"I was there to help her, but once she had processed her experience, she wanted to take care of me. The change was remarkable, and touching." Community-Based Activities
    In the first few days of the psychosocial team's arrival in Yogyajakarta, the Red Cross team conducted rapid assessments in 15 villages and 10 schools, offering the opportunity to provide psychological first aid to people like Raja who had lost loved ones and to allow residents to express what type of activities would be most beneficial to their community.
    "Even though the earthquake had destroyed almost everything in the villages we visited, we found that most people were staying in their communities," said Bordoloi.
    "There was a sense of cohesiveness and resilience among villagers, and that even though structures were gone, the communities still remained in tact."
    But a disaster so catastrophic, Bordoloi went on to explain, can often take away a person's "sense of place" - the cultural elements and routines of daily life, such as adults going to work, children to school, or families for prayers at the mosque. "Children are especially affected by these types of changes," said Amin Khoja, an American Red Cross Psychosocial Support Field Officer.

    "Parents told us stories about children seeing their school building collapsed and starting to cry." Many psychosocial community interventions are designed to help restore "sense of place" for disaster survivors of all ages, through facilitating activities that community members request.

    And in the village of Birin in Klaten, parents and teachers asked the Red Cross psychosocial support team to set up an "informal school" to help their children return to some semblance of normal life and routine.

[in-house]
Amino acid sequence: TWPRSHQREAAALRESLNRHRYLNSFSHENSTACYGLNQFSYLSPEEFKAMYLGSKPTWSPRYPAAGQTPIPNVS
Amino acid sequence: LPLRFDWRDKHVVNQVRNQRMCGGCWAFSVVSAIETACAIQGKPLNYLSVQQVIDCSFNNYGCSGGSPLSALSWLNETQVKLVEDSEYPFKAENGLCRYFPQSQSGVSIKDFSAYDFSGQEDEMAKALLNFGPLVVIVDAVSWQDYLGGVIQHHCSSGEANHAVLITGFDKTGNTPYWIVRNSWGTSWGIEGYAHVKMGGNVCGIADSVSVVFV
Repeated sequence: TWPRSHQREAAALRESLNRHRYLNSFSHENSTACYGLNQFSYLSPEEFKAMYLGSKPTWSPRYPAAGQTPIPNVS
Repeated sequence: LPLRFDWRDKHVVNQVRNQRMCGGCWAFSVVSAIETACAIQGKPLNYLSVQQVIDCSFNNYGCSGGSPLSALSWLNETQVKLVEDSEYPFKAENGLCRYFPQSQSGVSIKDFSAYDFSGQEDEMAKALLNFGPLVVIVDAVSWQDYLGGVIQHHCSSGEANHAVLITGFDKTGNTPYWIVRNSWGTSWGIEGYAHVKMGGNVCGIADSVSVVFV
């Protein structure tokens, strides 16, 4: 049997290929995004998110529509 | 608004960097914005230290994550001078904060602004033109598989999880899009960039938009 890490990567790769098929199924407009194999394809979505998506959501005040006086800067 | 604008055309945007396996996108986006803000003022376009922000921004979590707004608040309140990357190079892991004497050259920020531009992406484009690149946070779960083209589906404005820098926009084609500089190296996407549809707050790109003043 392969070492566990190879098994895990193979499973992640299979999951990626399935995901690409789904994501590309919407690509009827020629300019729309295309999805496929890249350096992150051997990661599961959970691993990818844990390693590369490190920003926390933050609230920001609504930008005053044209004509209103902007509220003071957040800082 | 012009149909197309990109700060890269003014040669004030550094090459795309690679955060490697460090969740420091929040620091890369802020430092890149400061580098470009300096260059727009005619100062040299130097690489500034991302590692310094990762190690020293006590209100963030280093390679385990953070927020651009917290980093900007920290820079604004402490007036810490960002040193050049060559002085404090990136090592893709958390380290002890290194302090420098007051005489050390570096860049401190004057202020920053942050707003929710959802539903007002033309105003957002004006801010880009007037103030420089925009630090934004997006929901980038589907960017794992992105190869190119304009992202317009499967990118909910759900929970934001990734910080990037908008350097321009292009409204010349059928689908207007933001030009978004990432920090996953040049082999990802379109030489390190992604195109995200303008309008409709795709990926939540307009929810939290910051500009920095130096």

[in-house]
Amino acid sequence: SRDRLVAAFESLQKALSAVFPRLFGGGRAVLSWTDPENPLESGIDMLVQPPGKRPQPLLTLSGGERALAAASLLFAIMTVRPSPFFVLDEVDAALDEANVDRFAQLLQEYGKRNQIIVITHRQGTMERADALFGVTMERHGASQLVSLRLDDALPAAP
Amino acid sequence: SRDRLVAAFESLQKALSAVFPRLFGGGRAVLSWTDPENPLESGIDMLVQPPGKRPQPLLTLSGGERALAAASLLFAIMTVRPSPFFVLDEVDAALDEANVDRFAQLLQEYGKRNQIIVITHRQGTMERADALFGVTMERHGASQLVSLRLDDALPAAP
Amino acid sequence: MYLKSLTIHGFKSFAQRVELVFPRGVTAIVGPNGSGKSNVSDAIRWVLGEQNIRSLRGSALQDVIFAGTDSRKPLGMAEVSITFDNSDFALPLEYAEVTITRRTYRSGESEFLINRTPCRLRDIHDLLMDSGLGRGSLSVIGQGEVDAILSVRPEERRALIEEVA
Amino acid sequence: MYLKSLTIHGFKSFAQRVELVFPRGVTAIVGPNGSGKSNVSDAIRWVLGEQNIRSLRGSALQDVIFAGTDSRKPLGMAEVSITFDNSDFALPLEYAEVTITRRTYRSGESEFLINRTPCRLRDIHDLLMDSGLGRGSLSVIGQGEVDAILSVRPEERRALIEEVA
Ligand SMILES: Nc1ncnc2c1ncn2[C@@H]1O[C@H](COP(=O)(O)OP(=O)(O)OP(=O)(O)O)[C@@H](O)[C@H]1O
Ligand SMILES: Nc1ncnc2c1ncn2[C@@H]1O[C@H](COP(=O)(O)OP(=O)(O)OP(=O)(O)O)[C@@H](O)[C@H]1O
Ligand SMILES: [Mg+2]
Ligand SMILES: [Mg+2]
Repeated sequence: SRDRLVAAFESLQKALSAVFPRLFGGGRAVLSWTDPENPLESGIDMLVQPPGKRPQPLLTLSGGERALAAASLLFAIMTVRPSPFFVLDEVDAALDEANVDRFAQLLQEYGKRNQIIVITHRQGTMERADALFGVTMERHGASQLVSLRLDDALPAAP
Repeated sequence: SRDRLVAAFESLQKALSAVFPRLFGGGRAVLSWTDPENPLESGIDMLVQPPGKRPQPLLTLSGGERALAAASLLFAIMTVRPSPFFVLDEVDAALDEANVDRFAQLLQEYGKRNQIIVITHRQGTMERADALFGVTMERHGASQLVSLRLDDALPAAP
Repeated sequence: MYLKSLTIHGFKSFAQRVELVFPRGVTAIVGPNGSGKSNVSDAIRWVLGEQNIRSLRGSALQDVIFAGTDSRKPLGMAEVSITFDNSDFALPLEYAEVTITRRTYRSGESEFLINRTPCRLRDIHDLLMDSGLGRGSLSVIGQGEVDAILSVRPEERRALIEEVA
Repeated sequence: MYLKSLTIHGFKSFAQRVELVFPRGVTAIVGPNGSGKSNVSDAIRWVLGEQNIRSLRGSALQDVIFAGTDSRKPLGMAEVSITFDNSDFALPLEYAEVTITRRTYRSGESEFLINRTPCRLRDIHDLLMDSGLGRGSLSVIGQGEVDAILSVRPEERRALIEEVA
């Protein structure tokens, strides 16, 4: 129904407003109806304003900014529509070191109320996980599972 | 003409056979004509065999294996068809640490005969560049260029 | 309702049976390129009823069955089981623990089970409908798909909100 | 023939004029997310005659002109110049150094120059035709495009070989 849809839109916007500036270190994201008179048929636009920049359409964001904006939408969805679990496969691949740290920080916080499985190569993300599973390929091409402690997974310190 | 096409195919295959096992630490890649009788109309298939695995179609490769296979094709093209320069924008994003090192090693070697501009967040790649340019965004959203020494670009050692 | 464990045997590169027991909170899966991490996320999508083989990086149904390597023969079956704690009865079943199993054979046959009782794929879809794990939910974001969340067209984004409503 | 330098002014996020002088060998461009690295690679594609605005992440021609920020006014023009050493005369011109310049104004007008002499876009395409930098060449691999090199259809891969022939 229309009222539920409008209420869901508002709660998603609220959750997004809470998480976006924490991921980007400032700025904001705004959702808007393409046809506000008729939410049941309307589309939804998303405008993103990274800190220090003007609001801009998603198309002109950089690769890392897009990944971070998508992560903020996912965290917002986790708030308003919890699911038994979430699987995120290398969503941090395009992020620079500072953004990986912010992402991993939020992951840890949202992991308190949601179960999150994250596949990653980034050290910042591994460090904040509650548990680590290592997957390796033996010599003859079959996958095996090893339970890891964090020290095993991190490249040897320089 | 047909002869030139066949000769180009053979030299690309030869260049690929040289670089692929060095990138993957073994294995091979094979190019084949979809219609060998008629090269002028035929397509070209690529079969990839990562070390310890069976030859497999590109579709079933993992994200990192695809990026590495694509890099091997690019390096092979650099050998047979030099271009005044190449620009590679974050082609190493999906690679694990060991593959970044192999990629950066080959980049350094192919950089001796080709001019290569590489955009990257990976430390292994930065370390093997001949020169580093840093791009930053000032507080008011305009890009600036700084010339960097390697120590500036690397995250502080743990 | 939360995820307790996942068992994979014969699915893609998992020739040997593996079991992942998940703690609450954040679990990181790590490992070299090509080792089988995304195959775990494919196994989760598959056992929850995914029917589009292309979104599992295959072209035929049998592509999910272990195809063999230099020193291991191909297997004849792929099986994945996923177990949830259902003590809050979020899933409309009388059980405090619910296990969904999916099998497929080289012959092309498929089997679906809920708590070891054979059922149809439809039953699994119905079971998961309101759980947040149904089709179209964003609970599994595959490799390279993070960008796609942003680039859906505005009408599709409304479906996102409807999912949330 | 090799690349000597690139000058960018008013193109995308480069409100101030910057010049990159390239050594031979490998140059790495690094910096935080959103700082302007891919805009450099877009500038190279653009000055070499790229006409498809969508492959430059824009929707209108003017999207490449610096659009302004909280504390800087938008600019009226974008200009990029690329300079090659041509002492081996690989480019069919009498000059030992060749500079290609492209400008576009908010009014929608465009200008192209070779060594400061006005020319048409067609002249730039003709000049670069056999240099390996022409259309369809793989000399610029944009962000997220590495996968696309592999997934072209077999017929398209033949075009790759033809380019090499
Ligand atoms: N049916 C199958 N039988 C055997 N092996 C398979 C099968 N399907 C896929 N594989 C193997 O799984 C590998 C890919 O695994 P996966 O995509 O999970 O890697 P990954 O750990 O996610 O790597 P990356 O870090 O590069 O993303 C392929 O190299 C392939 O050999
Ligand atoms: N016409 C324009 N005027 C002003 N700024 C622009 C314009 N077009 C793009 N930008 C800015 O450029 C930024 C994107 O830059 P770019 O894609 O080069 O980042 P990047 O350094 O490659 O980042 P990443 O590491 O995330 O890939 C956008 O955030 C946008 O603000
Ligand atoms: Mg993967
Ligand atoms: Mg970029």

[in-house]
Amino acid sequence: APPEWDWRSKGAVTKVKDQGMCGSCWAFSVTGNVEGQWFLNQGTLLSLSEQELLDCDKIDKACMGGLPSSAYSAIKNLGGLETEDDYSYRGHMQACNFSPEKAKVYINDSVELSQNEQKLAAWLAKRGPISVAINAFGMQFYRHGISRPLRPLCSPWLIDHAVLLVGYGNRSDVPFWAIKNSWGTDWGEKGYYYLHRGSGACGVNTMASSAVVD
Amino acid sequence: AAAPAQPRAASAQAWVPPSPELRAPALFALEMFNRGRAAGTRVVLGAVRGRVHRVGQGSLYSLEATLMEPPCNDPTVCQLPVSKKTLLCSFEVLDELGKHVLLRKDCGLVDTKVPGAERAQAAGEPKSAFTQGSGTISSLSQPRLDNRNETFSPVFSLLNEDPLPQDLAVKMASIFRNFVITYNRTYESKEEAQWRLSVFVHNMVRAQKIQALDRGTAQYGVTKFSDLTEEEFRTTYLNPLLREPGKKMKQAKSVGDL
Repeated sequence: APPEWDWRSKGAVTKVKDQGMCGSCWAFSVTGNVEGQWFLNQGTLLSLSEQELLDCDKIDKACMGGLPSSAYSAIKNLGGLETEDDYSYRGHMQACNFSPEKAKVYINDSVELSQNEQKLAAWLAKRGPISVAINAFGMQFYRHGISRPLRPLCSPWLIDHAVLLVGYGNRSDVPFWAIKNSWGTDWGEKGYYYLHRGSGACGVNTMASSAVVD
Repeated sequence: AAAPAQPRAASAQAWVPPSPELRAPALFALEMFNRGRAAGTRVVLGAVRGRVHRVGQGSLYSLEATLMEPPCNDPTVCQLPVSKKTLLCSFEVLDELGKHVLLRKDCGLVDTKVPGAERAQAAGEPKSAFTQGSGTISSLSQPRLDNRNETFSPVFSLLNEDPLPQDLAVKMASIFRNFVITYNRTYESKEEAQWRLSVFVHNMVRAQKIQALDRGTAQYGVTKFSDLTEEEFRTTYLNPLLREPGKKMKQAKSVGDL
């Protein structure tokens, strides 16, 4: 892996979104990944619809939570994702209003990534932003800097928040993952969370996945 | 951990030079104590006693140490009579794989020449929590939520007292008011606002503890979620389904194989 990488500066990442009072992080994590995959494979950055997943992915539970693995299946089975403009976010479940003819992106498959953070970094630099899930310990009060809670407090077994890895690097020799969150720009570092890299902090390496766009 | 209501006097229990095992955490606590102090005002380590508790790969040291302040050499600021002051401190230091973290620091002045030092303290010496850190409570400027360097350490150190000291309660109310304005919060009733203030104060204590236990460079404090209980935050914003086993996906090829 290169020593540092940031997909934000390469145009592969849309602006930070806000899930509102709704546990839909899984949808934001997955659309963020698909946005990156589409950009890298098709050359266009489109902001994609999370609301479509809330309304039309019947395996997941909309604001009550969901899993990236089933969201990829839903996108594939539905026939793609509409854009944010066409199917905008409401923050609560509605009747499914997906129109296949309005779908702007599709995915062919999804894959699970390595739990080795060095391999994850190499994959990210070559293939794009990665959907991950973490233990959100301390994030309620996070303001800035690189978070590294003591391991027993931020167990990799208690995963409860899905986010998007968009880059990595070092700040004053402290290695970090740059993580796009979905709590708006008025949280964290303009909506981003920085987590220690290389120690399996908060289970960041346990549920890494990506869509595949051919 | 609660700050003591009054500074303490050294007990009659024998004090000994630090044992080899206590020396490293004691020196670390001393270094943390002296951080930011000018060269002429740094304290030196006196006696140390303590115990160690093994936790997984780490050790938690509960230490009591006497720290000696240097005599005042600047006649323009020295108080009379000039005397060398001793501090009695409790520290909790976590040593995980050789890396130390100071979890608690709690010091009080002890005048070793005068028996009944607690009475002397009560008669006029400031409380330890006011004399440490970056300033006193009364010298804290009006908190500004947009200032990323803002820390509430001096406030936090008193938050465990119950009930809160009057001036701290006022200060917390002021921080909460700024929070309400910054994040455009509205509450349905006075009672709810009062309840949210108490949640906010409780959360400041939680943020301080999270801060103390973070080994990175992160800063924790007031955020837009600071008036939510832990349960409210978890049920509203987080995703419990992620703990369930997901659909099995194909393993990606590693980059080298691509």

"The village leader offered us space in his front yard, so we set up tarps to have shade, and brought out school supplies and games just for the kids," said Khoja. "As you can imagine, word spread pretty quickly and children from all over the community literally came running."

    Two young girls darted through the rubble remaining of their home to a lone cupboard left standing. Flinging open its doors, they emerged moments later, triumphantly waving their backpacks, thrilled to go back to school.
    Another boy on crutches with an injured leg was carried on the back of his mother through the debris-lined path leading to the informal school site, to be reunited for the first time with his classmates and friends.
    In all, more than 50 children participated in creative and expressive activities during the first day of informal schooling in Birin.
    Despite the evidence of disaster all around them, and the limitations of bandages and crutches for many, the children laughed, sang songs, drew pictures and played games for hours in what was perhaps their first venue to reconnect "as kids" after the earthquake. "Our school is broken," said one little boy. "So this is really fun. This makes it better."